All art tells a story — music, dance, visual arts — even if on the surface it appears abstract and purely aesthetic. When language is the medium at play, consciousness is transferred, characters and places are imagined, and ideas are realized. We read for entertainment, escapism, and enlightenment, and reading fiction in particular has been shown to instill empathy in avid readers. For this reason, diversity in literature is important. But when certain authors are left to the margins, the genre as a whole suffers. Readers should be exploring world literature by women writers, but for that to happen, those writers have to get published in the first place.
August was Women in Translation month, and to keep the momentum going we're taking a closer look at international women writers and the Rochester-based translators and publishers who make their work accessible to an English-reading audience.
The Rochester-based non-profit literary press Open Letter Books solely publishes literature in translation, and has been placing more of an emphasis on women authors in particular. Open Letter Publisher Chad Post has dedicated years of work to making women's voices more accessible. And between managing the Three Percent blog, founding the Translation Database, and the translation studies courses he teaches at the University of Rochester, he actively promotes women in translation.
Post titled his blog Three Percent in reference to the statistic that only three percent of the literature Americans read is translated from another language. But even among international writers, there is a disparity in the number of women who are published in translation.
For 11 years Post has been compiling information for the public Translation Database, keeping track of published translations in the US, and in August 2018, he wrote that in the last ten years, 28.97 percent of books were by women, 68.50 percent by men. Open Letter has published women authors from over fifteen countries. The press was awarded an NEA grant in January to fund six women writers and that means they will publish more women authors than men this year.
As part of its Danish Women Writers Series, Open Letter brought multi-gendered author Madame Nielsen to Rochester in March of 2018, and she performed songs and gave a reading at literary-focused Rochester bar The Spirit Room. In addition to promoting women's voices, Madame Nielsen's bold and tragic novella, "The Endless Summer," is also in part an exploration of sexual identity. The first few lines of the book read: "The young boy, who is perhaps a girl, but does not know it yet. The young boy, who is perhaps a girl, but will never touch a man...The young boy, this fetching young boy with delicate features, the big eyes, and the huge anxiety for war and illness, for body, sex, and death."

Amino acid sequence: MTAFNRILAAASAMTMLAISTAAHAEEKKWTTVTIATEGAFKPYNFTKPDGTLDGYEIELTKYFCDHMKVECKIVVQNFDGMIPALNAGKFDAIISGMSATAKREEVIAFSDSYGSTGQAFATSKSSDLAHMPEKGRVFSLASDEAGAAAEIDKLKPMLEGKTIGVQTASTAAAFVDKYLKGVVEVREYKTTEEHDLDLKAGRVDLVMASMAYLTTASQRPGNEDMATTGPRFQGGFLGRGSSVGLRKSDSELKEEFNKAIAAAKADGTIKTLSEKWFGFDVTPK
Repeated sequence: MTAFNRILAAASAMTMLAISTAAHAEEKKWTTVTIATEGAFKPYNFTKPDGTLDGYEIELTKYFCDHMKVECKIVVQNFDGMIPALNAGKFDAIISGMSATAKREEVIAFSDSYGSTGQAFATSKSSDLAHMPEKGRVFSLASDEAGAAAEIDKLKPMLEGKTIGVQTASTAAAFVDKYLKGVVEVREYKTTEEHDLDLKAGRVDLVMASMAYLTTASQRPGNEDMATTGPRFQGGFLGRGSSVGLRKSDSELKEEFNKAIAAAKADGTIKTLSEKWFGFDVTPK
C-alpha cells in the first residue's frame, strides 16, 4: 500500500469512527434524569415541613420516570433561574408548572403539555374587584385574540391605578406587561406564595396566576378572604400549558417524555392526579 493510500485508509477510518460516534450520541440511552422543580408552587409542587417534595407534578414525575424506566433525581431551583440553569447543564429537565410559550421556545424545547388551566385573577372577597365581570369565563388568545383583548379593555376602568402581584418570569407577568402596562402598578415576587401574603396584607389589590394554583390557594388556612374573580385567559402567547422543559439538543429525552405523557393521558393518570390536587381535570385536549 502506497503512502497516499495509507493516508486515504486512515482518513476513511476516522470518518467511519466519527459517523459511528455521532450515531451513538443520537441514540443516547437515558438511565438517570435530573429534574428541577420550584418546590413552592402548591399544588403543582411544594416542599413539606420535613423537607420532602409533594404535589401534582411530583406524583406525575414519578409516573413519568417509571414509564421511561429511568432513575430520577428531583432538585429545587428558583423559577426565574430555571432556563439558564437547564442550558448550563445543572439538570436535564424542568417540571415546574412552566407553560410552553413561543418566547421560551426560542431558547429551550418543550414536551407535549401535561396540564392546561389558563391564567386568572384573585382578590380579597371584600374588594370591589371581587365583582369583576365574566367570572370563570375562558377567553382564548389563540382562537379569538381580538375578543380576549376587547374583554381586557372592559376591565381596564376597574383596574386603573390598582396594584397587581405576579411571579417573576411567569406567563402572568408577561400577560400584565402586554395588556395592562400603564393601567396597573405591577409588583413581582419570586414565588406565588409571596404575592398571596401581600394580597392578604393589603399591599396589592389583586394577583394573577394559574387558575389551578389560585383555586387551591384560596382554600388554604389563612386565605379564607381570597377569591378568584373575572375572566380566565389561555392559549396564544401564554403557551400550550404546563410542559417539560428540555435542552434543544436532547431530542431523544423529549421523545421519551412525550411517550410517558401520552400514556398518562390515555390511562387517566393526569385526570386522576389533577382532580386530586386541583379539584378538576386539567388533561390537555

"The Endless Summer," which was published by Open Letter Books in 2018 and translated from the Danish by Gaye Kynoch, is one of the few opportunities readers have to enter the consciousness of a child whose gender is ambiguous and whose identity is even further obscured by language.
A lot of the literature in translation that Americans read was written by dead white men. The names of these literary giants are inscribed on our libraries and universities. Sophocles, Homer, Virgil, Chaucer, Milton, and Cervantes have reached audiences of myriad languages. What we call the "human" condition has been predominantly defined by male writers. But the Anglo or European cis male narrative has monopolized readers' consciousness for centuries.
Reading contemporary women authors in translation gives us a perspective that diverges from the both European and male-dominated canon. What if, instead of reading from the perspective of the Homeric hero, who often captures, enslaves, and rapes the maiden, we had read the captive maiden's story? For every page written by tragedians like Euripides — who describes the wife as a thing for housekeeping — a woman's voice was silenced on the gender violence of that era.
Even when women are the central characters in male-authored literature, the woman's experience can hardly be conveyed by the author — and consequently, hardly experienced by the reader. In Tolstoy's "Anna Karenina" for example, a man's infidelity is all but celebrated, while Anna's affair prompts more than accusations of scandal — her person is reduced to insanity and even demonic possession before she kills herself.
Examples of the portrait of the woman exploitatively painted by the male author are endless. Today, activists use the expression "pass the mic" to encourage testimony that comes directly from the person being marginalized. Charlotte Perkins Gilman's "The Yellow Wallpaper" initiated nuanced conversation in the late nineteenth century on the general attitude toward the stereotyped madwoman, not only because the work was viscerally unnerving, but because it was a rare glimpse into the interiority of women's emotional imprisonment.
Reading contemporary literature in translation by women normalizes gendered experiences in the same way. "The Passion According to G.H.," written by Brazilian author Clarice Lispector, gives the first person account of a woman who has an existential crisis after killing a cockroach. And whether or not the narrator's crisis has any relation to her gender, it serves as proof that a woman has the intellectual capacity to create a soul as tormented and disturbing as the characters in Edgar Allan Poe's works.
Reading these international stories in the English would not be possible without the art of translation, and many of Rochester's literary translators are focusing more on women authors.
Rochester-based translators weigh in
In addition to being an associate professor in English at SUNY Geneseo and having published three poetry collections, Lytton Smith also translates from the Icelandic. Smith says that Iceland is the land of fire and ice — of extremes — and the language is one of the oldest in the world that has been continuously written in literature.